Angiotensin II-Receptor Antagonists: An Overview

Raquel Dina and Mahtab Jafari


Am J Health Syst Pharm. 2000;57(13) 

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Dizziness, headache, upper-respiratory- tract infection, cough, and gastrointestinal disturbances have been reported with AT-II-receptor antagonists at about the same rates as with placebo. All AT-II-receptor antagonists are less likely than ACE inhibitors to cause cough. Thus, it may be clinically advantageous to use an AT-II-receptor antagonist in patients who develop ACE inhibitor-induced dry cough.

Intravascular volume and renal function depend in part on the RAS. Patients who are volume depleted, are being treated aggressively with diuretics, are hyponatremic, or have progressive renal insufficiency or renal artery stenosis are at a greater risk of hypotension and deterioration of renal function. Therapy with AT-II-receptor antagonists in patients with these conditions should be initiated at a reduced dosage, or the underlying condition should first be corrected.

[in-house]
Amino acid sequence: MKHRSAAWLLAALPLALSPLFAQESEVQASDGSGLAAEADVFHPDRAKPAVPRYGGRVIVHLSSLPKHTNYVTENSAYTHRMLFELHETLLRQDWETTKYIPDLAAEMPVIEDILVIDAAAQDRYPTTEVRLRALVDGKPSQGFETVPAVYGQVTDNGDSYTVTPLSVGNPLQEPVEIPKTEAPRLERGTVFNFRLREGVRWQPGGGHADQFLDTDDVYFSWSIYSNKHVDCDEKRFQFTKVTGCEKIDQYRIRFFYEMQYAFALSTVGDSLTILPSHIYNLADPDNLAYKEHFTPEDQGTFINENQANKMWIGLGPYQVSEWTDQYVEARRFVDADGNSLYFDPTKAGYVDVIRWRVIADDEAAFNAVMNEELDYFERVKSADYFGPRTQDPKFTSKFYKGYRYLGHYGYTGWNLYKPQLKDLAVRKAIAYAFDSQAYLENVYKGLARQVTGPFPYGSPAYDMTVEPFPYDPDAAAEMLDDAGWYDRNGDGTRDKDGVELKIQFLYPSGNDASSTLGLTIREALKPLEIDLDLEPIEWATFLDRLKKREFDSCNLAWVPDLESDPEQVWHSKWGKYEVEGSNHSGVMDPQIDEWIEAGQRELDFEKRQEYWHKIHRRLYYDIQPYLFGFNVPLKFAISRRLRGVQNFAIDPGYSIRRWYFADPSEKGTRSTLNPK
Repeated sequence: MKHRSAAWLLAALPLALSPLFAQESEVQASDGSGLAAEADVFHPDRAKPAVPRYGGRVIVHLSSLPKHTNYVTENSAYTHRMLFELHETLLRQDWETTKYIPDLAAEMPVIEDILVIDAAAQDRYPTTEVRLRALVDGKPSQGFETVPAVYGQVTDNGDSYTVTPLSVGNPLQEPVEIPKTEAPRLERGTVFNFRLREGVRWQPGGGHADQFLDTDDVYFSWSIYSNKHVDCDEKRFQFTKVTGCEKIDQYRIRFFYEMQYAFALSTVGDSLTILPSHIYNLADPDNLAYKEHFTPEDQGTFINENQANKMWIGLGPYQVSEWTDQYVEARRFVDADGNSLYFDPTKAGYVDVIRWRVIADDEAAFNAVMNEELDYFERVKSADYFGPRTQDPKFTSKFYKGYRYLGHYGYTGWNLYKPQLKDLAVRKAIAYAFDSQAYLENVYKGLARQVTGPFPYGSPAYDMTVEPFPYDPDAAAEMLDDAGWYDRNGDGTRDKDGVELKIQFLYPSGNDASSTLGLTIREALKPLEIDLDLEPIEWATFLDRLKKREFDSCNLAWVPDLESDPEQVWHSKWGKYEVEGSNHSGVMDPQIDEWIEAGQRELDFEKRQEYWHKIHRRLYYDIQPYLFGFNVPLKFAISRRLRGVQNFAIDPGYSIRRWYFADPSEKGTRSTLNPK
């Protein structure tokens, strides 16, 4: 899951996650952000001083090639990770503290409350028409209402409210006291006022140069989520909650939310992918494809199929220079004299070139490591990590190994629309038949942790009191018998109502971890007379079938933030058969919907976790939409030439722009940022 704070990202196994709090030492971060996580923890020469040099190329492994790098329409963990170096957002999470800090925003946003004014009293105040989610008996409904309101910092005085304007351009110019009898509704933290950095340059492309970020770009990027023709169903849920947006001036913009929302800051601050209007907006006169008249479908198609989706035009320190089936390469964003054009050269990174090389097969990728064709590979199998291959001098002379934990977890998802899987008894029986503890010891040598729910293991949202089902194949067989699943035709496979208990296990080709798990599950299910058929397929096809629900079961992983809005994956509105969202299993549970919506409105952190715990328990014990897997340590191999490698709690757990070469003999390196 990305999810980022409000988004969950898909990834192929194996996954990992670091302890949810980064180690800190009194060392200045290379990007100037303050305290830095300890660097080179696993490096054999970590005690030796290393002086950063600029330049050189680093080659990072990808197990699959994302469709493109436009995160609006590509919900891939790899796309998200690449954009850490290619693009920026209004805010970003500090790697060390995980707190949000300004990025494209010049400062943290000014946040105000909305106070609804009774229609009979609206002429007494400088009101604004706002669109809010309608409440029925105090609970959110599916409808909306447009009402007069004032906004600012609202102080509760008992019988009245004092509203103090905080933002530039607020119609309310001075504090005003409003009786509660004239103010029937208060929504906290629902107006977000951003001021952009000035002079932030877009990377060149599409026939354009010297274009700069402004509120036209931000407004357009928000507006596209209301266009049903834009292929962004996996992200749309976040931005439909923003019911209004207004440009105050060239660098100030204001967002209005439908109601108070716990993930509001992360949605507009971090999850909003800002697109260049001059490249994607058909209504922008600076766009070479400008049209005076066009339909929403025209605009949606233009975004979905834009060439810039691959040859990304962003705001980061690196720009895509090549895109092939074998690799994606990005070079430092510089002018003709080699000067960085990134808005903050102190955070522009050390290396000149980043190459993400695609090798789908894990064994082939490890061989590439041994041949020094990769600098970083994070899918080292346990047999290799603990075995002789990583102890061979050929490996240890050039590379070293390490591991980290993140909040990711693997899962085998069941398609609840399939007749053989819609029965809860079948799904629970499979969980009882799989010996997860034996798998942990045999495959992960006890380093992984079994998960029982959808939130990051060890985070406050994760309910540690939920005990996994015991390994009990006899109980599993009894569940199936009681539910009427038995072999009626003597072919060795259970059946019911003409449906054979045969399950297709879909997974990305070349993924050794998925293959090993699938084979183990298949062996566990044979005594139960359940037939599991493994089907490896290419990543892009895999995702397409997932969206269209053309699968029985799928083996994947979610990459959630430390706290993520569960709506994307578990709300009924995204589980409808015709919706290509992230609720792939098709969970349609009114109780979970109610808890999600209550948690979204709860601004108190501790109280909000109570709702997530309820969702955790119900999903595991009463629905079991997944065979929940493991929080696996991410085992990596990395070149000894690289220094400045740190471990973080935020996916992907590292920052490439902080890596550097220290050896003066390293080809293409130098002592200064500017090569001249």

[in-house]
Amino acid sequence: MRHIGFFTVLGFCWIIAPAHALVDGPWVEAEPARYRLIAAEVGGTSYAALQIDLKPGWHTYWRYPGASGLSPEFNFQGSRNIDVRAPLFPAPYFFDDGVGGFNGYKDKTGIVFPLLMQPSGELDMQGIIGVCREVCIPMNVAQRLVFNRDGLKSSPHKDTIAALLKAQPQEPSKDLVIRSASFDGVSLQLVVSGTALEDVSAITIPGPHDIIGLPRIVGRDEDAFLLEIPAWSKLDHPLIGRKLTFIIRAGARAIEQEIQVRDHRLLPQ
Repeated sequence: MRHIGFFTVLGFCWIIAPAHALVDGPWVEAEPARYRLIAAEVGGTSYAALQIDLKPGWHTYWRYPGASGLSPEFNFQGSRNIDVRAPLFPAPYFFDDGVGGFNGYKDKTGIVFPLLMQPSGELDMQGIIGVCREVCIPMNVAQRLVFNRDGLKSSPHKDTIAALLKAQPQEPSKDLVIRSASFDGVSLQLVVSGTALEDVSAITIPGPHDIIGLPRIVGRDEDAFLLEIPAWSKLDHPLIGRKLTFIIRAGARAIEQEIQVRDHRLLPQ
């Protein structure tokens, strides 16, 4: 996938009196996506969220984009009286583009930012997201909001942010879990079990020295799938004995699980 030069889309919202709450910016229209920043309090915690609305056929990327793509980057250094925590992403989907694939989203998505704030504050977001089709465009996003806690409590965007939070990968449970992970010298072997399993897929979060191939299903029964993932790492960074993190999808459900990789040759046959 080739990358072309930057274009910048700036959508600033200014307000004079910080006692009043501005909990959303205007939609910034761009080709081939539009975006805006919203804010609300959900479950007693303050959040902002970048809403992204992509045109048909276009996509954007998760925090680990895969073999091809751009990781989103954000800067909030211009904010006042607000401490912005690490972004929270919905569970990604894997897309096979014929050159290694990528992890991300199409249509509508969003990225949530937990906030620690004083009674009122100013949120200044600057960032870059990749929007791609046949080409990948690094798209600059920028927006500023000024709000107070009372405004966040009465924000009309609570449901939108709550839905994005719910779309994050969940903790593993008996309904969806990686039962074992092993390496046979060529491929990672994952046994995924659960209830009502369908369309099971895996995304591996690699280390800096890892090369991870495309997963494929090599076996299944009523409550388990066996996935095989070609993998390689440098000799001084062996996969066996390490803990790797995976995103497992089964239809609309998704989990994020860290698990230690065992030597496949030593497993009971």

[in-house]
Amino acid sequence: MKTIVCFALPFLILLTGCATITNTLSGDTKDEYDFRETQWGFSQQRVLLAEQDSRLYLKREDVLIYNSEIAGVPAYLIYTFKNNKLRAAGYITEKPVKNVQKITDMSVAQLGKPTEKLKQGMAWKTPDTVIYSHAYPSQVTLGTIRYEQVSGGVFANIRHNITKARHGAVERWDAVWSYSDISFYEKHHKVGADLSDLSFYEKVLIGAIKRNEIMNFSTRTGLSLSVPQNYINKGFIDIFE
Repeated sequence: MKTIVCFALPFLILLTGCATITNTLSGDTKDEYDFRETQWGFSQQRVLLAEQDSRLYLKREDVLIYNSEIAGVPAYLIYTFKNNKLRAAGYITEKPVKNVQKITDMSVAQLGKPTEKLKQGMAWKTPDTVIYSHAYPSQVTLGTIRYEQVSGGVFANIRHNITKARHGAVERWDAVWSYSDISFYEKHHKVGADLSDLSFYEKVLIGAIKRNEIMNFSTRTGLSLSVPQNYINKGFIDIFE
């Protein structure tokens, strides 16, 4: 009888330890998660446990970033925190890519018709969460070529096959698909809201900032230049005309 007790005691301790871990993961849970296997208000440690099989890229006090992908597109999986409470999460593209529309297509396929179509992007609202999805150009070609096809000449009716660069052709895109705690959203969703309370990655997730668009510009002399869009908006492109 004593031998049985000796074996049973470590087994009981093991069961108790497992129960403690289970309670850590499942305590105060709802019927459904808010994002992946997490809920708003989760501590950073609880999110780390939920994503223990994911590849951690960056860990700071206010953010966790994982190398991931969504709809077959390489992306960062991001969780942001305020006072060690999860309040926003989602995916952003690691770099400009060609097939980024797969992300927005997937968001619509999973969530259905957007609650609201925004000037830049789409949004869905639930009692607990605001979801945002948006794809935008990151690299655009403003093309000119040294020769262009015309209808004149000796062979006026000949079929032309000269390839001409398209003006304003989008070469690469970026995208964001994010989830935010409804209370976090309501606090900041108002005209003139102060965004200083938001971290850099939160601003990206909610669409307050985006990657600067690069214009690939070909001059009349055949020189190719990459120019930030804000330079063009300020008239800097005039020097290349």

Like ACE inhibitors, AT-II-receptor antagonists may induce hyperkalemia in patients with chronic renal failure and in those receiving potassium-sparing diuretics or potassium supplements. Although hyperkalemia and renal insufficiency are more likely to occur in certain at-risk patients (e.g., patients with severe congestive heart failure), serum potassium and renal function must be monitored in all patients. However, in clinical trials of AT-II-receptor antagonists, clinically important changes in serum potassium levels were reported for valsartan only.

AT-II-receptor antagonists, like ACE inhibitors, are contraindicated in pregnant women and those who may become pregnant because direct action on the RAS can cause fetal morbidity and death.


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